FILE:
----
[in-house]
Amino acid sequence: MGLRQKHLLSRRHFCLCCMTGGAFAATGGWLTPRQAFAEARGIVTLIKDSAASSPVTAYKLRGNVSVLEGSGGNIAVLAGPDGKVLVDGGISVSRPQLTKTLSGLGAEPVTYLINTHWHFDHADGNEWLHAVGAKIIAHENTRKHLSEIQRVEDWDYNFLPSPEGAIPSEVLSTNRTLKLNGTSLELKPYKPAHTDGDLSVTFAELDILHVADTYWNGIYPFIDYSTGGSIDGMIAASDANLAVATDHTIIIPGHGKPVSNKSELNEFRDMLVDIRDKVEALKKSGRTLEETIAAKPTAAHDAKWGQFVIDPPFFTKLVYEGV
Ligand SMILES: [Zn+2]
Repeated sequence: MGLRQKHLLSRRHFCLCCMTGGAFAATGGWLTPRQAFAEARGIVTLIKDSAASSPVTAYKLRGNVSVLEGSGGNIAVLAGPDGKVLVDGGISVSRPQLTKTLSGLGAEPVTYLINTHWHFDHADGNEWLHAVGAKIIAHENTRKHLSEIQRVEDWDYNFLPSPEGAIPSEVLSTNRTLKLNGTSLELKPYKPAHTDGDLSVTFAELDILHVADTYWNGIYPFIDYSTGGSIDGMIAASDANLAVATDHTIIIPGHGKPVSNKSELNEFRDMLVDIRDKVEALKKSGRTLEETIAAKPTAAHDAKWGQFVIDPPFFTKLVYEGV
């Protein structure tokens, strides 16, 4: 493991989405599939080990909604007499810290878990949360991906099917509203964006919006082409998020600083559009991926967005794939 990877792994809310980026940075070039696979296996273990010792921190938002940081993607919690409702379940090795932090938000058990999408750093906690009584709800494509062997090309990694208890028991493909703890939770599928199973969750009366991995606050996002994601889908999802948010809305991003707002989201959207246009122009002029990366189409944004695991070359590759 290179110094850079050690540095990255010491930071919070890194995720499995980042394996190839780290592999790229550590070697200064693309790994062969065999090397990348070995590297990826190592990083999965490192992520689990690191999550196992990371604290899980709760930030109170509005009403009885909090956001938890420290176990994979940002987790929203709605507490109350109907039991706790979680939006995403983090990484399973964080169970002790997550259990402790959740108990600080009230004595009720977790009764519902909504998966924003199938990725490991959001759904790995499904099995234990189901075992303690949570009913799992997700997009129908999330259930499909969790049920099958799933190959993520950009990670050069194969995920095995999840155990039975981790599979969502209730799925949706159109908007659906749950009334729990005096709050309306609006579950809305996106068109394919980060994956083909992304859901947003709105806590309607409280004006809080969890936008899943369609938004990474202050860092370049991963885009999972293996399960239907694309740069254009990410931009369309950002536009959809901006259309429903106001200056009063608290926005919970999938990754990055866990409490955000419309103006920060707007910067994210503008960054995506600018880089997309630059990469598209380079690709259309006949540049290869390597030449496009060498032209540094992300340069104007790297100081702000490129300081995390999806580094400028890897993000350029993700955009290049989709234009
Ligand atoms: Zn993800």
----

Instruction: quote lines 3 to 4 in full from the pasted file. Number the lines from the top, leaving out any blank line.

Ligand SMILES: [Zn+2]
Repeated sequence: MGLRQKHLLSRRHFCLCCMTGGAFAATGGWLTPRQAFAEARGIVTLIKDSAASSPVTAYKLRGNVSVLEGSGGNIAVLAGPDGKVLVDGGISVSRPQLTKTLSGLGAEPVTYLINTHWHFDHADGNEWLHAVGAKIIAHENTRKHLSEIQRVEDWDYNFLPSPEGAIPSEVLSTNRTLKLNGTSLELKPYKPAHTDGDLSVTFAELDILHVADTYWNGIYPFIDYSTGGSIDGMIAASDANLAVATDHTIIIPGHGKPVSNKSELNEFRDMLVDIRDKVEALKKSGRTLEETIAAKPTAAHDAKWGQFVIDPPFFTKLVYEGV